Microsoft’s New Windows: First Look


Microsoft’s had a bit of a patchy record with Windows releases, but there’s no ignoring them. Windows 10, the latest incarnation of, well, Windows, was unveiled yesterday. And yes, it IS Windows 10 – they’ve skipped over 9 completely.

There’s some interesting tidbits to be dug out of the Verge live blog of the event, where Microsoft demoed a Technical preview – build 9841, to be precise. For starters, let’s focus on the most important thing – the interface. It looks like Microsoft has brought their attention back to where it belongs: the desktop.

Image source: Business Insider

For starters, Windows 10 does away with the ridiculously unpopular Start screen of Windows 8. Instead, they’ve brought the tile functionality into a sort of remodelled Start menu, returning to one of the most fundamental Windows experiences, bringing what looks like a good old list on one side and the newer tiles on the other. There search is also back there, where it belongs. In fact, they claim to pack in two different desktop environments via a feature called Continuum: there’s one desktop for the traditional user, with the mouse and keyboard, and one that’s more optimized for touch-based devices: the OS is supposed to figure out what’s what and let you pick.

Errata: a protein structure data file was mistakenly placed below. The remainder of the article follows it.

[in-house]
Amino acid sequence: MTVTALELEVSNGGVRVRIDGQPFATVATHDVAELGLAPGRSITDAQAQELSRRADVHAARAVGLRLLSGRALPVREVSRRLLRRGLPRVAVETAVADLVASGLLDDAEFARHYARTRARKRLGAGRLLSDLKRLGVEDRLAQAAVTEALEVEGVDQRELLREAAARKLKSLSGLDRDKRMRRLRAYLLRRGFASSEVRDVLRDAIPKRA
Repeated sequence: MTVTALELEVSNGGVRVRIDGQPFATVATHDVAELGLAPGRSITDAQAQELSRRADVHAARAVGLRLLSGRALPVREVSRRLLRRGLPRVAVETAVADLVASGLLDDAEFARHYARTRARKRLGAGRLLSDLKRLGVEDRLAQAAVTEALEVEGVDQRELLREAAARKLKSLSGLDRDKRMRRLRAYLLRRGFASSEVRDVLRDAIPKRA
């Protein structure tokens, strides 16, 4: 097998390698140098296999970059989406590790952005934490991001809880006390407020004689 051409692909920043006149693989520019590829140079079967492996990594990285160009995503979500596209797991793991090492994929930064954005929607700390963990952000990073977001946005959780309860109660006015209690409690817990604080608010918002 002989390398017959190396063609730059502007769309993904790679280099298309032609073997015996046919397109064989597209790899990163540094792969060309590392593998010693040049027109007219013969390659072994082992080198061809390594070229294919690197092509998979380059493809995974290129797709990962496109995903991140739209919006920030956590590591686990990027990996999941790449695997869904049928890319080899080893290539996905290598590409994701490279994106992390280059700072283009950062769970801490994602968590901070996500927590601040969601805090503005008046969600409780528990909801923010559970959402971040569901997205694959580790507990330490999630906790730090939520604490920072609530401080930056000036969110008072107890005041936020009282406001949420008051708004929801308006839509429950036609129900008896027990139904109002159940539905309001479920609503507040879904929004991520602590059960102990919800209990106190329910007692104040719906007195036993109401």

Microsoft also seems to have taken useful features from other operating systems. There’s task switching made to look very much like OS X’s Expose; multiple desktops (Linux, we hear you). All in all, it looks like Windows is back on schedule. We’ve seen this before – we had Windows 2000, then Me, which failed: Windows XP, a phenomenal success, then Vista, which sort of…failed; then 7, which was a success, then 8 – mostly a failure. Microsoft’s due for another success.


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